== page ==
How To Handle Too Many Photographers At The Wedding

I received an email from a frustrated photographer this week. This past weekend she photographed a wedding. As she started setting up for the formals, the “paparazzi” started setting up too, with cameras flying out of purses and bags all over the church. She spent several minutes posing the groups, only to step back and have family members actually step into her path trying to get the best shot. Every image took a ton of time, and by the middle of the formals, the bride and groom were looking frustrated. Every image has someone looking away from her camera, confused on where to look.


How do you handle too many photographers at the wedding?

First and foremost, remember you are the professional. It’s your job to take the situation under control, and make sure you get what you need. Your client is the bride and groom (okay, sometimes it’s the brides mom too). Your goal is to make the bride and groom happy, not the great aunt on the mom’s side.

The problem shouldn’t be solved at the wedding; it should be solved at the time of booking.

Start with your contract. Place a clause specifically dealing with multiple photographers right into your contract. (check with your lawyer to make sure you are covered) Our included:

… will be the sole professional still photographer employed for the wedding day.  Simultaneous photographic coverage by another contracted photographer releases us from this agreement and will cause a forfeit of all paid service fees.  A $250 posing fee will be assessed if we are continually interrupted by other photographers during the formal portraiture sitting.  This fee will be collected before album creation and design is completed within our studio.

Don’t hide the clause hoping they won’t notice; be right up front with it and tell them why. You may even have a sample – we did. Show them a large group photo with people looking in all directions. Having 10 (or 20) photographers is a distraction and will cause them to be late to their own reception. If they want their photographs completed in a timely manner, you need full attention.

This usually stops the problem before the wedding even occurs. You may still have a mom pull out her camera, but she’s off to the side quietly photographing. And if you do have several pull out their cameras, stepping into your line, the bride and groom will be the first to tell them to put the cameras away. You won’t be the bad guy – they will. They will understand the importance of having you work quickly, and will be ready to give you their full attention.

14 thoughts on “How To Handle Too Many Photographers At The Wedding”

  1. Putting that statement in the contract is a bit harsh and may turnoff some potential clients. I would just be upfront with them about it and ask them to inform family and friends ahead of time. Another suggestion is to do the posed portrait photography at a location in which only the wedding party is present. That way you do not have any interference.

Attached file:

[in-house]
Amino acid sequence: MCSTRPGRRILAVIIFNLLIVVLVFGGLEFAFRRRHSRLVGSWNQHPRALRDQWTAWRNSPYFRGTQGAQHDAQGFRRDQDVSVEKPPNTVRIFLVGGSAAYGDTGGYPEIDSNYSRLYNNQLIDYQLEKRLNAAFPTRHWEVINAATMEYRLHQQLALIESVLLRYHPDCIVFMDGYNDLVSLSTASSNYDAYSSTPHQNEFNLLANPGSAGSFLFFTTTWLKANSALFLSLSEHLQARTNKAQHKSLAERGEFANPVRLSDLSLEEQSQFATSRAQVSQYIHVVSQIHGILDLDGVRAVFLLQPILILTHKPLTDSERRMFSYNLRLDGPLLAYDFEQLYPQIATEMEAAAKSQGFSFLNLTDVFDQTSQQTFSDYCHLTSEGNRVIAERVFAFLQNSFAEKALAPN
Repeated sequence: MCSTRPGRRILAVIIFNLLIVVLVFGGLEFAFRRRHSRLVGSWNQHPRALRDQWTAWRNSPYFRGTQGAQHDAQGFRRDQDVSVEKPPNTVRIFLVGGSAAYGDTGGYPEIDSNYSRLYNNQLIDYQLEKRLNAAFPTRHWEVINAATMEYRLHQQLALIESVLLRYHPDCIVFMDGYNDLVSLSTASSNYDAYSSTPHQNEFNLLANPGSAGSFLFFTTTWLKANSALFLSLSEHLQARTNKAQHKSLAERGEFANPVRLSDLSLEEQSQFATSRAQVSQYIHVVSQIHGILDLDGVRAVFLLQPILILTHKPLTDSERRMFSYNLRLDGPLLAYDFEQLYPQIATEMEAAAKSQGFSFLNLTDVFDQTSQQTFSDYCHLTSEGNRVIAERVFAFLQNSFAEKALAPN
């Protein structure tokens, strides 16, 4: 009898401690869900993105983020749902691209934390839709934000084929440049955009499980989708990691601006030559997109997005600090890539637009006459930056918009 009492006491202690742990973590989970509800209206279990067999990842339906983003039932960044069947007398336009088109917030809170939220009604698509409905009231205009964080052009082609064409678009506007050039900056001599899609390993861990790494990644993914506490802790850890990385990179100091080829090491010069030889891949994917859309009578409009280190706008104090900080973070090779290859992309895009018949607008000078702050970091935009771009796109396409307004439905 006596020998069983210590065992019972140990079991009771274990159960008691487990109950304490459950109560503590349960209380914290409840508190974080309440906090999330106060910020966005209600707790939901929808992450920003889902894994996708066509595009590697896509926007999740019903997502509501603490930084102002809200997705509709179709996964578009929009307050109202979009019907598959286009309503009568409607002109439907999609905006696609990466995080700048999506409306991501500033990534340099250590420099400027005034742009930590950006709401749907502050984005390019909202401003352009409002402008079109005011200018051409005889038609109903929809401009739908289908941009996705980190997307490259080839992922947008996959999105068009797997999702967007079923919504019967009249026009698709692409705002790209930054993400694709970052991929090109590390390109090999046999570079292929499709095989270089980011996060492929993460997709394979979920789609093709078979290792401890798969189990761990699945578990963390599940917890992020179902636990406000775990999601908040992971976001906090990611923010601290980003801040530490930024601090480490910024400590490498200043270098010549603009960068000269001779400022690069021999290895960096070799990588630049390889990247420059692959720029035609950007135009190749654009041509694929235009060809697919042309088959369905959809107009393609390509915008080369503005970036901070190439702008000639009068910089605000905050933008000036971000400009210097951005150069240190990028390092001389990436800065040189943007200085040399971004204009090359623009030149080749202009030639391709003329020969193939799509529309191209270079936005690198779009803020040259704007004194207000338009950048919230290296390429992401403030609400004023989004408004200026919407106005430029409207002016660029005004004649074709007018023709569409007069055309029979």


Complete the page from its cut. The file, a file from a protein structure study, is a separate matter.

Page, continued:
2. Hi Aaron

    I completely agree – it is a bit harsh. We used that clause after several other top notch wedding photogs told us about it, and it worked. If you face the same situation more than once, you do whatever you have to to avoid it in the future. You just have to explain it to the bride and groom its for their benefit – they don’t want group photos with everyone looking a different way.

    I also agree with your other suggestion. If you meet the wedding party before the ceremony – at a location separate from the church – they get better, more creative photos, and you don’t have to deal with a ton of cameras. Its also easier to do the family photos quickly either at the church or the reception without having all the large groups to do.

  3. I agree that the might be off putting, and it is probably not the best way to handle this challenge. A photographer (or any wedding vendor) shouldn’t actively seek to potentially position the bride or groom as the bad guy on their wedding day. You are not “handling it” as a professional photographer if you put the onus on them to control the shoot.

    I think a better way to handle it would be to let the B&G know beforehand what your expectations are and, using Aaron’s suggestion, doing the formal portraits in a separate location to the extent that is possible. If it’s not possible to shoot in a semi-secluded location, if I saw several people pull out their cameras and sensed a problem developing, I’d ask for everyone’s attention, explain my request and then get started with the shots. People are usually pretty understanding of a request if it’s explained up front (B&G at contract signing and family and friends on the day of the wedding).

  4. Agree 100% with Aaron, Something we are seeing a lot more of here is request for private photo shoots the next day which seems to deal with this problem (I am sure this does not suit everyone)

  5. Trash The Dress photo shoots are definitely growing in popularity, and I love the idea. Anytime you can get a couple, the whole wedding party, family, etc away from the norm, and be able to be creative and have fun without worrying about time or the “dress”, you can do much better.